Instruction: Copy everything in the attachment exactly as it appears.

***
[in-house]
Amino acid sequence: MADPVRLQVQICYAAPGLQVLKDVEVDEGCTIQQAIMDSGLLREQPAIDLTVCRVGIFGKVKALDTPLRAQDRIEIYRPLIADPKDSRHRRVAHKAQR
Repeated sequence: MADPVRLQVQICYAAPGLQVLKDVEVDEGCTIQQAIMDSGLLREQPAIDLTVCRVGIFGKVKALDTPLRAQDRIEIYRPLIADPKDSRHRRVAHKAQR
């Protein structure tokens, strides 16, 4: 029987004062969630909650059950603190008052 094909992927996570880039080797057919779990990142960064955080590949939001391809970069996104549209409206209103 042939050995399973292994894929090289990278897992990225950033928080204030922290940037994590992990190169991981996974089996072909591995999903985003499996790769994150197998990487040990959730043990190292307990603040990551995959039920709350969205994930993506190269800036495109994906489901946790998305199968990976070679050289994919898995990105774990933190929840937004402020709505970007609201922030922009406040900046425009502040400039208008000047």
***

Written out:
[in-house]
Amino acid sequence: MADPVRLQVQICYAAPGLQVLKDVEVDEGCTIQQAIMDSGLLREQPAIDLTVCRVGIFGKVKALDTPLRAQDRIEIYRPLIADPKDSRHRRVAHKAQR
Repeated sequence: MADPVRLQVQICYAAPGLQVLKDVEVDEGCTIQQAIMDSGLLREQPAIDLTVCRVGIFGKVKALDTPLRAQDRIEIYRPLIADPKDSRHRRVAHKAQR
């Protein structure tokens, strides 16, 4: 029987004062969630909650059950603190008052 094909992927996570880039080797057919779990990142960064955080590949939001391809970069996104549209409206209103 042939050995399973292994894929090289990278897992990225950033928080204030922290940037994590992990190169991981996974089996072909591995999903985003499996790769994150197998990487040990959730043990190292307990603040990551995959039920709350969205994930993506190269800036495109994906489901946790998305199968990976070679050289994919898995990105774990933190929840937004402020709505970007609201922030922009406040900046425009502040400039208008000047």